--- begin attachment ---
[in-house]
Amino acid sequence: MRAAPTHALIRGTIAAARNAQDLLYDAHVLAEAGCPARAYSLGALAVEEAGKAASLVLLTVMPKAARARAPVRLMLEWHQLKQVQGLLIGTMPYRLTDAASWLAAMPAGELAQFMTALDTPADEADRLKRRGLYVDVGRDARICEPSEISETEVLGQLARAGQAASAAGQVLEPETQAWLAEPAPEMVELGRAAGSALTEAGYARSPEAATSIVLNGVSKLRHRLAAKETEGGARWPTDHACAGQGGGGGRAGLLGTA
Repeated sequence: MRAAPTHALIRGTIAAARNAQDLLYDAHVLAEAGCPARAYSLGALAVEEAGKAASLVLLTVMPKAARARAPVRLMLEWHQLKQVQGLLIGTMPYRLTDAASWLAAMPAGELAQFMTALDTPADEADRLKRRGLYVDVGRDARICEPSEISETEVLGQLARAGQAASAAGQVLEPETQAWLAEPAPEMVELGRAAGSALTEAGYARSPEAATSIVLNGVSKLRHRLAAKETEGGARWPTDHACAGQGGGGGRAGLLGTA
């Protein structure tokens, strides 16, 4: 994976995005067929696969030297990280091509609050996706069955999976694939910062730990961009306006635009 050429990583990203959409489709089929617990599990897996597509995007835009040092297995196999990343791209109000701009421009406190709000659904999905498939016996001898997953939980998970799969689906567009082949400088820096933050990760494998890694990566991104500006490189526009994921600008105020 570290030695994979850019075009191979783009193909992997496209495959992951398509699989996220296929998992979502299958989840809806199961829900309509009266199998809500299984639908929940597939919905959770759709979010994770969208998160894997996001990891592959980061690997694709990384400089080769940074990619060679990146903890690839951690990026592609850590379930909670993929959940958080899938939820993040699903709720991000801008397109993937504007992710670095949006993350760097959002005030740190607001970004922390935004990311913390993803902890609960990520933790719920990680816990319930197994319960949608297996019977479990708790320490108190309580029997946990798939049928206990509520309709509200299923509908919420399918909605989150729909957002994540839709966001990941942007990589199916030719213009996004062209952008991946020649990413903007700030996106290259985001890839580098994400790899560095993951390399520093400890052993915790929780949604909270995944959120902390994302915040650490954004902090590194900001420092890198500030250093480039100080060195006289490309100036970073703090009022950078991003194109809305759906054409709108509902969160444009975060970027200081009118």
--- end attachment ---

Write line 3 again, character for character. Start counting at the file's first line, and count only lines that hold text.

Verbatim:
Repeated sequence: MRAAPTHALIRGTIAAARNAQDLLYDAHVLAEAGCPARAYSLGALAVEEAGKAASLVLLTVMPKAARARAPVRLMLEWHQLKQVQGLLIGTMPYRLTDAASWLAAMPAGELAQFMTALDTPADEADRLKRRGLYVDVGRDARICEPSEISETEVLGQLARAGQAASAAGQVLEPETQAWLAEPAPEMVELGRAAGSALTEAGYARSPEAATSIVLNGVSKLRHRLAAKETEGGARWPTDHACAGQGGGGGRAGLLGTA